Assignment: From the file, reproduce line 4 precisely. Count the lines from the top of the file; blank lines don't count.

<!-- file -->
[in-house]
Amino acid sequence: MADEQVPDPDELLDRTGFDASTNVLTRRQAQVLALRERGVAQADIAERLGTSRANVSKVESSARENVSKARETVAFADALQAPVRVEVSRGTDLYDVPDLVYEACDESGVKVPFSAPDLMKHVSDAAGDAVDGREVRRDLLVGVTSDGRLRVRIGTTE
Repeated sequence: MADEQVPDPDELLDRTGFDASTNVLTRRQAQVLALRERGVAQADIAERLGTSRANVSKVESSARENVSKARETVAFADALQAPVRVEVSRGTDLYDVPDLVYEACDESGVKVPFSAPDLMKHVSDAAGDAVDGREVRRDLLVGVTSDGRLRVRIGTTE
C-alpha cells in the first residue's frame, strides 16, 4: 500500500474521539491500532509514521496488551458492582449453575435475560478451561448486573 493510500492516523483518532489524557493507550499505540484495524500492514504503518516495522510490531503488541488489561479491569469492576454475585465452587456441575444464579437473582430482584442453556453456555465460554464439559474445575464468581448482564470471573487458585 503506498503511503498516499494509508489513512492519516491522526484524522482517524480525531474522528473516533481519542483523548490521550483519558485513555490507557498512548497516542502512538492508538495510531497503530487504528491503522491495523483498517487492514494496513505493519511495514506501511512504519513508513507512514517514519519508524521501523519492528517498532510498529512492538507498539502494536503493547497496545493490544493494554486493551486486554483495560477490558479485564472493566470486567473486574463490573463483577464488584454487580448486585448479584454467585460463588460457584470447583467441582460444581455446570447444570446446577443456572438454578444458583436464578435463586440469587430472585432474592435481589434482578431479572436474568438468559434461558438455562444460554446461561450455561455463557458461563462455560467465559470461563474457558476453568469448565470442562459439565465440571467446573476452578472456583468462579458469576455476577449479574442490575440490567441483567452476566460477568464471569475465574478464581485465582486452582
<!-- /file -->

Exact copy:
C-alpha cells in the first residue's frame, strides 16, 4: 500500500474521539491500532509514521496488551458492582449453575435475560478451561448486573 493510500492516523483518532489524557493507550499505540484495524500492514504503518516495522510490531503488541488489561479491569469492576454475585465452587456441575444464579437473582430482584442453556453456555465460554464439559474445575464468581448482564470471573487458585 503506498503511503498516499494509508489513512492519516491522526484524522482517524480525531474522528473516533481519542483523548490521550483519558485513555490507557498512548497516542502512538492508538495510531497503530487504528491503522491495523483498517487492514494496513505493519511495514506501511512504519513508513507512514517514519519508524521501523519492528517498532510498529512492538507498539502494536503493547497496545493490544493494554486493551486486554483495560477490558479485564472493566470486567473486574463490573463483577464488584454487580448486585448479584454467585460463588460457584470447583467441582460444581455446570447444570446446577443456572438454578444458583436464578435463586440469587430472585432474592435481589434482578431479572436474568438468559434461558438455562444460554446461561450455561455463557458461563462455560467465559470461563474457558476453568469448565470442562459439565465440571467446573476452578472456583468462579458469576455476577449479574442490575440490567441483567452476566460477568464471569475465574478464581485465582486452582